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Google+ Traffic Falls By 60%

David Gilbert


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Google knows better than most that getting social networking to work is not as easy as it may seem – even if you already have a huge user base to draw from.

Google’s latest attempt to dislodge Facebook from its lofty perch is of course Google+, but figures suggest that users are not engaging with the platform in the volume Google would have been hoping for.

According to research from Chitika, a data analytics company, following the service opening its doors to all on 20 September last, it saw a spike in traffic of 1,200 per cent but this spike was only temporary with traffic falling by over 60 percent “as it returned to its normal, underwhelming state.”

These figures would suggest that a lot of people were very interested in “having a look” at Google+ but not many stayed to use the service for very long. Chitika says that it believes there are two reasons for the lack of interest.

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First, the supply of users for social media sites is limited and therefore to win users from already established networks like Facebook, you need to “stand out and provide a service that others do not.”

Secondly, features unique to your site, should be just that, and should be difficult to replicate elsewhere. “If they are not, the competitive advantage quickly disappears,” according to Chitika’s Gabe Donnini.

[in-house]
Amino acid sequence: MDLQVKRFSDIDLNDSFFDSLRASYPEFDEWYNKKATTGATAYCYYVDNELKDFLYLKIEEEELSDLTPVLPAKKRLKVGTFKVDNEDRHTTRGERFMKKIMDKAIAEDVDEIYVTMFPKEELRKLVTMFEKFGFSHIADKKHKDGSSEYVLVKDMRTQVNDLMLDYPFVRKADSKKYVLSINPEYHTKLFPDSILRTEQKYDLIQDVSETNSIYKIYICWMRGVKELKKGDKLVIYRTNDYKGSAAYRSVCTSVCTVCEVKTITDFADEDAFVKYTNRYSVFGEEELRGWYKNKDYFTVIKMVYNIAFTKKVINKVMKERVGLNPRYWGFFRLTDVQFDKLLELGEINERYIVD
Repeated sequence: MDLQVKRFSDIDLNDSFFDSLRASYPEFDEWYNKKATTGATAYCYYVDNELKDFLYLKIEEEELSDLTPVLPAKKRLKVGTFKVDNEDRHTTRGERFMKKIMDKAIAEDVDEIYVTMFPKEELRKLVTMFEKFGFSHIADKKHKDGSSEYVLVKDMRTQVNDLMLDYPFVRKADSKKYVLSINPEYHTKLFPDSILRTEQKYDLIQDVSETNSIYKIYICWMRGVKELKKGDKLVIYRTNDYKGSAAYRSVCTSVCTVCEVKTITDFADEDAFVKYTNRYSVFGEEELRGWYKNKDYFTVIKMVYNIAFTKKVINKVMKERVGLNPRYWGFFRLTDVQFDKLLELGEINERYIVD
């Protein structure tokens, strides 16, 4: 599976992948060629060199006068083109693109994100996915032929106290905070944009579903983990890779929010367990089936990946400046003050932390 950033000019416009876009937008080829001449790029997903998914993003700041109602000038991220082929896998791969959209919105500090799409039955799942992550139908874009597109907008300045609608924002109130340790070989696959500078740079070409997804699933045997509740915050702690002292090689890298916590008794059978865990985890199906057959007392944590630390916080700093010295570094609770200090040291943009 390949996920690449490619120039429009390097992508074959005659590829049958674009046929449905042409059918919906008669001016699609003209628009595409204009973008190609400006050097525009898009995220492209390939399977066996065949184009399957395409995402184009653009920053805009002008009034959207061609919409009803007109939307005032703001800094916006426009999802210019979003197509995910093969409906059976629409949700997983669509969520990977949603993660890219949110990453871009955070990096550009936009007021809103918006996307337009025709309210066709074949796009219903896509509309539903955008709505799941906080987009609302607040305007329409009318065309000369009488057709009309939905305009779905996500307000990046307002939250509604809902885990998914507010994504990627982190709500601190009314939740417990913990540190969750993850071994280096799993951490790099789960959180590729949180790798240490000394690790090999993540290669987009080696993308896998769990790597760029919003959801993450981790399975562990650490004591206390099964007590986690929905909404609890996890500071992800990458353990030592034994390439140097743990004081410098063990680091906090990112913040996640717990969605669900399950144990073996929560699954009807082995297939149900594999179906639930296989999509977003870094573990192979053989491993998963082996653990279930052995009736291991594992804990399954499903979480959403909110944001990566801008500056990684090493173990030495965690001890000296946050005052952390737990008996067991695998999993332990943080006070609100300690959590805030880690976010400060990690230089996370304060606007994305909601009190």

Despite adding a lot of new features in quick succession and holding Hangouts with famous figures, Google+ just doesn’t seem to have captured the imagination and the question we get asked most often about the service is: “What is it for?”

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While these figures represent a fall off in traffic rather than a fall off in actual users, Google has been rather quiet on that front since revealing in mid-July the service had 10 million users, sharing 1 billion items each day.

With Google Buzz and Google Wave already lying on the social networking scrap heap, it could be that Google+ is the company’s last chance at social networking success – and if figures don’t improve, Hangouts may soon be a thing of the past.

Source: Chitika

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